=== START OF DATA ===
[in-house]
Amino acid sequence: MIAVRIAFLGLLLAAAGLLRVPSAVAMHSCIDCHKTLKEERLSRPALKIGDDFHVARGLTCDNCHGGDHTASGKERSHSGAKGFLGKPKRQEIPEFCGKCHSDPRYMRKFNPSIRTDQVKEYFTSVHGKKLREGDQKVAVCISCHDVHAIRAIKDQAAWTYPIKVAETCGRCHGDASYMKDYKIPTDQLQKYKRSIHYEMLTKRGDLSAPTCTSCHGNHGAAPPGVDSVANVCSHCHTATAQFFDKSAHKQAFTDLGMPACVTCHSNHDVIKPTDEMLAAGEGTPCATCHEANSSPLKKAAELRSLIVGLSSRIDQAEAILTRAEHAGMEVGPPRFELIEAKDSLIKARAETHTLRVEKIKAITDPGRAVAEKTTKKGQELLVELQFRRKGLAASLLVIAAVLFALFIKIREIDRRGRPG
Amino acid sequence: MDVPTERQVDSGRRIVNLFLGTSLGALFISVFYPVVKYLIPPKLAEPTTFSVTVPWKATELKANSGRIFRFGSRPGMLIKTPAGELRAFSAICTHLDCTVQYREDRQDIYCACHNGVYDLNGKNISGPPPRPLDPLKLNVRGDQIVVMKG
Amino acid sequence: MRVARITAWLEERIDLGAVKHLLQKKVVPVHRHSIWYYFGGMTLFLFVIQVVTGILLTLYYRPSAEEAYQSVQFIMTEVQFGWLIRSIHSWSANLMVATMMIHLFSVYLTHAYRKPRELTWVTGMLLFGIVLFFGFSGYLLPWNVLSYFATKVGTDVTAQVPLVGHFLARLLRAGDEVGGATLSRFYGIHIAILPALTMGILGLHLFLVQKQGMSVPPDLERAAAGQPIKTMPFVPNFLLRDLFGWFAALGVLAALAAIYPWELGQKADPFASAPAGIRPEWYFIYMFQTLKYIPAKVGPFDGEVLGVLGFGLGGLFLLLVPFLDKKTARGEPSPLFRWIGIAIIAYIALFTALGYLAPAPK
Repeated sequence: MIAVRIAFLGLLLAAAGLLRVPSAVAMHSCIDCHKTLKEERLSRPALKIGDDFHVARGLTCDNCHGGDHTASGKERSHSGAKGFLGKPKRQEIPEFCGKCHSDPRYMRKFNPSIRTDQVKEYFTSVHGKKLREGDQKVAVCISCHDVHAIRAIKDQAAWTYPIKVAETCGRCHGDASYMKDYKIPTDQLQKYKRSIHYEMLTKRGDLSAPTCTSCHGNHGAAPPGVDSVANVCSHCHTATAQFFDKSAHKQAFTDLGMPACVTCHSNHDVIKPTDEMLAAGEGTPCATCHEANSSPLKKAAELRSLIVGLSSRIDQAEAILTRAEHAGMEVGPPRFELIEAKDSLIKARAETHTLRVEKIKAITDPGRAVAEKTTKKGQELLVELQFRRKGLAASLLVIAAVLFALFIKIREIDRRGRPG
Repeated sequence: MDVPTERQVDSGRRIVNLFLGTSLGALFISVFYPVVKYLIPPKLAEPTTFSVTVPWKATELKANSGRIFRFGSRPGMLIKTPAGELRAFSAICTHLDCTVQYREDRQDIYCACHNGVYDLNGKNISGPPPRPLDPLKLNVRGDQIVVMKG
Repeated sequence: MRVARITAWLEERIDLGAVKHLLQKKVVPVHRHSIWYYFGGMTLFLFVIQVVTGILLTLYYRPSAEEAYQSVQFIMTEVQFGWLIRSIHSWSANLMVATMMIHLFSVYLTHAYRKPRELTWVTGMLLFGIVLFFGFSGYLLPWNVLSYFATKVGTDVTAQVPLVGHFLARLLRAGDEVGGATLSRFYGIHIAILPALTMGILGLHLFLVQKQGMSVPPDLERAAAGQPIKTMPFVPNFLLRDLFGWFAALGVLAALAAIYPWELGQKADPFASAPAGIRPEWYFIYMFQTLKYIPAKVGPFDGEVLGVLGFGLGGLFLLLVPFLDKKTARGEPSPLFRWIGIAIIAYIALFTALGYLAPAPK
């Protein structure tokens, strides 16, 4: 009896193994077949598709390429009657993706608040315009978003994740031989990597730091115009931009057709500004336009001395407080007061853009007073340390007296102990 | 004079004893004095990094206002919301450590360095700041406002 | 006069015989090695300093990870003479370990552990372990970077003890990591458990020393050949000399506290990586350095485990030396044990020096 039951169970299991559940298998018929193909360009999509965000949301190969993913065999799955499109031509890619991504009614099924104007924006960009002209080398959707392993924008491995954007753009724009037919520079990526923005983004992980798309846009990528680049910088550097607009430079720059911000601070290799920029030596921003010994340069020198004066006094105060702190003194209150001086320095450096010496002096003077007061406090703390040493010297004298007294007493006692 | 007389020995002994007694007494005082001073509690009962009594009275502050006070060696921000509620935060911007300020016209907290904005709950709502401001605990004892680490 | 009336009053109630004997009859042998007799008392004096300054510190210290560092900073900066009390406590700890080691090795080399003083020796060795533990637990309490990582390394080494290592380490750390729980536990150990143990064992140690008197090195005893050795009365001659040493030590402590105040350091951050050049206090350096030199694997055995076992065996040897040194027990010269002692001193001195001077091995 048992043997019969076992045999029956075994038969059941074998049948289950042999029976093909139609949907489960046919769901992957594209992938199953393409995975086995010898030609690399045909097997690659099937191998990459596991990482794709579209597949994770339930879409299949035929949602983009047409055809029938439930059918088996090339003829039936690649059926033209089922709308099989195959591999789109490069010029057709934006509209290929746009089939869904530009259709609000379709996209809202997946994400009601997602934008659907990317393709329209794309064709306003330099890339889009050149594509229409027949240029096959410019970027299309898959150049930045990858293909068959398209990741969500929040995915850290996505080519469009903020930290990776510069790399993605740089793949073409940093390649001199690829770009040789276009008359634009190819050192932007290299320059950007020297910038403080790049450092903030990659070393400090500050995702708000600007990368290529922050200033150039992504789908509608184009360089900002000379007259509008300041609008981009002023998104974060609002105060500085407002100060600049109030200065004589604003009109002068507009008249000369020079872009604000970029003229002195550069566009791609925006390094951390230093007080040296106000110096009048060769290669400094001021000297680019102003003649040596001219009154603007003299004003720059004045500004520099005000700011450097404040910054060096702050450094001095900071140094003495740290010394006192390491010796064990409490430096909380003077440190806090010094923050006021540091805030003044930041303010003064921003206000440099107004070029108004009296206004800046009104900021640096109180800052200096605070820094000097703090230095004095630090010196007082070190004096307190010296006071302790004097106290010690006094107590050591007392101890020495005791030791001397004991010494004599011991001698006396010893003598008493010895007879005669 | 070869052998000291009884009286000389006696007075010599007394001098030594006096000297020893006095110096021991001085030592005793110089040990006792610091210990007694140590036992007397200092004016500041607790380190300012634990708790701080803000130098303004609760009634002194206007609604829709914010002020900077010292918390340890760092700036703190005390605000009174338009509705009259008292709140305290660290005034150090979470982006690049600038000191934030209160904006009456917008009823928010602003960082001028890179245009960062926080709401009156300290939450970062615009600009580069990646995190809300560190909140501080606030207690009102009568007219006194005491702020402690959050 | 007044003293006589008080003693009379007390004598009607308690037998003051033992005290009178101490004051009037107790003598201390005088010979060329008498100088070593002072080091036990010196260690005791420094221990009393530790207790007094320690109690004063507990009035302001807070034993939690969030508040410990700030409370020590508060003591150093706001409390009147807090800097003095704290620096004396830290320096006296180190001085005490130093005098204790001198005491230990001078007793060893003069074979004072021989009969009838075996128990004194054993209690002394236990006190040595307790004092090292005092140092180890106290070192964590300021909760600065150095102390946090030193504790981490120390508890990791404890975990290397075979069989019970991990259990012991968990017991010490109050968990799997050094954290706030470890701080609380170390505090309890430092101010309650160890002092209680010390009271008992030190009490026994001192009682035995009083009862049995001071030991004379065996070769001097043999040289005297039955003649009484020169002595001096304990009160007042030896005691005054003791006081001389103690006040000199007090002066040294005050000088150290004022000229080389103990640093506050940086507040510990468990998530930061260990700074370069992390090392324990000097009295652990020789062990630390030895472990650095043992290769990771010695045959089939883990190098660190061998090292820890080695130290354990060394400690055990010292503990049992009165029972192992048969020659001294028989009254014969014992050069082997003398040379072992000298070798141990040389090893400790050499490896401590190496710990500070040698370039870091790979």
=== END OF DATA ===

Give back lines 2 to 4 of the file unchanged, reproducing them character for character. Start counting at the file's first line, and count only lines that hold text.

Amino acid sequence: MIAVRIAFLGLLLAAAGLLRVPSAVAMHSCIDCHKTLKEERLSRPALKIGDDFHVARGLTCDNCHGGDHTASGKERSHSGAKGFLGKPKRQEIPEFCGKCHSDPRYMRKFNPSIRTDQVKEYFTSVHGKKLREGDQKVAVCISCHDVHAIRAIKDQAAWTYPIKVAETCGRCHGDASYMKDYKIPTDQLQKYKRSIHYEMLTKRGDLSAPTCTSCHGNHGAAPPGVDSVANVCSHCHTATAQFFDKSAHKQAFTDLGMPACVTCHSNHDVIKPTDEMLAAGEGTPCATCHEANSSPLKKAAELRSLIVGLSSRIDQAEAILTRAEHAGMEVGPPRFELIEAKDSLIKARAETHTLRVEKIKAITDPGRAVAEKTTKKGQELLVELQFRRKGLAASLLVIAAVLFALFIKIREIDRRGRPG
Amino acid sequence: MDVPTERQVDSGRRIVNLFLGTSLGALFISVFYPVVKYLIPPKLAEPTTFSVTVPWKATELKANSGRIFRFGSRPGMLIKTPAGELRAFSAICTHLDCTVQYREDRQDIYCACHNGVYDLNGKNISGPPPRPLDPLKLNVRGDQIVVMKG
Amino acid sequence: MRVARITAWLEERIDLGAVKHLLQKKVVPVHRHSIWYYFGGMTLFLFVIQVVTGILLTLYYRPSAEEAYQSVQFIMTEVQFGWLIRSIHSWSANLMVATMMIHLFSVYLTHAYRKPRELTWVTGMLLFGIVLFFGFSGYLLPWNVLSYFATKVGTDVTAQVPLVGHFLARLLRAGDEVGGATLSRFYGIHIAILPALTMGILGLHLFLVQKQGMSVPPDLERAAAGQPIKTMPFVPNFLLRDLFGWFAALGVLAALAAIYPWELGQKADPFASAPAGIRPEWYFIYMFQTLKYIPAKVGPFDGEVLGVLGFGLGGLFLLLVPFLDKKTARGEPSPLFRWIGIAIIAYIALFTALGYLAPAPK